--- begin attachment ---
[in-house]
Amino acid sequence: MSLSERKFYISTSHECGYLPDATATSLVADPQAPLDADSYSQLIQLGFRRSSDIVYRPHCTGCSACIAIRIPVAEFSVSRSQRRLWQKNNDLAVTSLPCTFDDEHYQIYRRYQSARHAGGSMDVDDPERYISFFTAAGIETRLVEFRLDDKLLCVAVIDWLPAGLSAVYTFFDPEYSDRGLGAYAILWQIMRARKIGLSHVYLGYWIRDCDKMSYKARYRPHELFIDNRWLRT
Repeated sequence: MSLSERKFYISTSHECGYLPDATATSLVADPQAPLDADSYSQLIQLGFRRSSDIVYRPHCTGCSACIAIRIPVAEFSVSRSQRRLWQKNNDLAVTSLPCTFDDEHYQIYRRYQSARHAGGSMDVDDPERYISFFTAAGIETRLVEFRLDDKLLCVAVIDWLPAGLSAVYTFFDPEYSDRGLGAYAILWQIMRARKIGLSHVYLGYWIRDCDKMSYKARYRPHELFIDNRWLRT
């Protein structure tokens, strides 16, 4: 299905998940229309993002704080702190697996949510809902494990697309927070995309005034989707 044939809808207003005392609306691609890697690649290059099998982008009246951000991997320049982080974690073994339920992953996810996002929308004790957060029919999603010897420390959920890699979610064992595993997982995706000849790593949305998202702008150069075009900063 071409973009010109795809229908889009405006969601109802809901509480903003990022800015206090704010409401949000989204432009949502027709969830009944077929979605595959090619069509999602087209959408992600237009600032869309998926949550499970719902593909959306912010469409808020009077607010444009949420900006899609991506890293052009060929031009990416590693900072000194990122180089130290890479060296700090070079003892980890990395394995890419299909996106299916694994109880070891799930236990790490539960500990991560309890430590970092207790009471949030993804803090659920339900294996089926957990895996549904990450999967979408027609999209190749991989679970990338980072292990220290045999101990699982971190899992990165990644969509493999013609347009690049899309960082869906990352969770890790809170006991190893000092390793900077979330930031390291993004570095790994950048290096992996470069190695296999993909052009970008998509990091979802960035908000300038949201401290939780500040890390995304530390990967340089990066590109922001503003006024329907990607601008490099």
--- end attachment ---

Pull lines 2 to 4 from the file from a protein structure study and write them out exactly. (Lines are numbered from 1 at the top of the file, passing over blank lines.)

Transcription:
Amino acid sequence: MSLSERKFYISTSHECGYLPDATATSLVADPQAPLDADSYSQLIQLGFRRSSDIVYRPHCTGCSACIAIRIPVAEFSVSRSQRRLWQKNNDLAVTSLPCTFDDEHYQIYRRYQSARHAGGSMDVDDPERYISFFTAAGIETRLVEFRLDDKLLCVAVIDWLPAGLSAVYTFFDPEYSDRGLGAYAILWQIMRARKIGLSHVYLGYWIRDCDKMSYKARYRPHELFIDNRWLRT
Repeated sequence: MSLSERKFYISTSHECGYLPDATATSLVADPQAPLDADSYSQLIQLGFRRSSDIVYRPHCTGCSACIAIRIPVAEFSVSRSQRRLWQKNNDLAVTSLPCTFDDEHYQIYRRYQSARHAGGSMDVDDPERYISFFTAAGIETRLVEFRLDDKLLCVAVIDWLPAGLSAVYTFFDPEYSDRGLGAYAILWQIMRARKIGLSHVYLGYWIRDCDKMSYKARYRPHELFIDNRWLRT
């Protein structure tokens, strides 16, 4: 299905998940229309993002704080702190697996949510809902494990697309927070995309005034989707 044939809808207003005392609306691609890697690649290059099998982008009246951000991997320049982080974690073994339920992953996810996002929308004790957060029919999603010897420390959920890699979610064992595993997982995706000849790593949305998202702008150069075009900063 071409973009010109795809229908889009405006969601109802809901509480903003990022800015206090704010409401949000989204432009949502027709969830009944077929979605595959090619069509999602087209959408992600237009600032869309998926949550499970719902593909959306912010469409808020009077607010444009949420900006899609991506890293052009060929031009990416590693900072000194990122180089130290890479060296700090070079003892980890990395394995890419299909996106299916694994109880070891799930236990790490539960500990991560309890430590970092207790009471949030993804803090659920339900294996089926957990895996549904990450999967979408027609999209190749991989679970990338980072292990220290045999101990699982971190899992990165990644969509493999013609347009690049899309960082869906990352969770890790809170006991190893000092390793900077979330930031390291993004570095790994950048290096992996470069190695296999993909052009970008998509990091979802960035908000300038949201401290939780500040890390995304530390990967340089990066590109922001503003006024329907990607601008490099």